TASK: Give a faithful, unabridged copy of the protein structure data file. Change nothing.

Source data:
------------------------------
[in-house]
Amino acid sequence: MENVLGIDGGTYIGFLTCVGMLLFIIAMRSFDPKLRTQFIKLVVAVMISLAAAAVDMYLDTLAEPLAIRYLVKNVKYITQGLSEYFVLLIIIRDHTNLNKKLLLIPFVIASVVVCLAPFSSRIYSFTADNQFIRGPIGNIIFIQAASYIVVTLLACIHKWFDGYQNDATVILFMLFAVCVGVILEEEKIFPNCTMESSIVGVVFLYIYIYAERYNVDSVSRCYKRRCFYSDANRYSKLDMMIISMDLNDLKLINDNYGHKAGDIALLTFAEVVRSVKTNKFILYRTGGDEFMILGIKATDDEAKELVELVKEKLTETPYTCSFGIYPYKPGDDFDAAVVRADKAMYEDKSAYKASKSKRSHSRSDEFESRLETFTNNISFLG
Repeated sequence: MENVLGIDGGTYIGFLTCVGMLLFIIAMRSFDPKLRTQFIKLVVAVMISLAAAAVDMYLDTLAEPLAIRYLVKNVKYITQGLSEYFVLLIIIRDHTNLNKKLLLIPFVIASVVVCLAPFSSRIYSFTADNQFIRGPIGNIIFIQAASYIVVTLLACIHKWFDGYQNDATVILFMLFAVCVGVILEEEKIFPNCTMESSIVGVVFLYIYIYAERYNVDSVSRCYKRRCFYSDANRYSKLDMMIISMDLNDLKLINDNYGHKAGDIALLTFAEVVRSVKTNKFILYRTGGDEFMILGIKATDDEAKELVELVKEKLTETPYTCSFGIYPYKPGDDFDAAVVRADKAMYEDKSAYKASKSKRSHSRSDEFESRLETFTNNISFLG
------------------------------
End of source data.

[in-house]
Amino acid sequence: MENVLGIDGGTYIGFLTCVGMLLFIIAMRSFDPKLRTQFIKLVVAVMISLAAAAVDMYLDTLAEPLAIRYLVKNVKYITQGLSEYFVLLIIIRDHTNLNKKLLLIPFVIASVVVCLAPFSSRIYSFTADNQFIRGPIGNIIFIQAASYIVVTLLACIHKWFDGYQNDATVILFMLFAVCVGVILEEEKIFPNCTMESSIVGVVFLYIYIYAERYNVDSVSRCYKRRCFYSDANRYSKLDMMIISMDLNDLKLINDNYGHKAGDIALLTFAEVVRSVKTNKFILYRTGGDEFMILGIKATDDEAKELVELVKEKLTETPYTCSFGIYPYKPGDDFDAAVVRADKAMYEDKSAYKASKSKRSHSRSDEFESRLETFTNNISFLG
Repeated sequence: MENVLGIDGGTYIGFLTCVGMLLFIIAMRSFDPKLRTQFIKLVVAVMISLAAAAVDMYLDTLAEPLAIRYLVKNVKYITQGLSEYFVLLIIIRDHTNLNKKLLLIPFVIASVVVCLAPFSSRIYSFTADNQFIRGPIGNIIFIQAASYIVVTLLACIHKWFDGYQNDATVILFMLFAVCVGVILEEEKIFPNCTMESSIVGVVFLYIYIYAERYNVDSVSRCYKRRCFYSDANRYSKLDMMIISMDLNDLKLINDNYGHKAGDIALLTFAEVVRSVKTNKFILYRTGGDEFMILGIKATDDEAKELVELVKEKLTETPYTCSFGIYPYKPGDDFDAAVVRADKAMYEDKSAYKASKSKRSHSRSDEFESRLETFTNNISFLG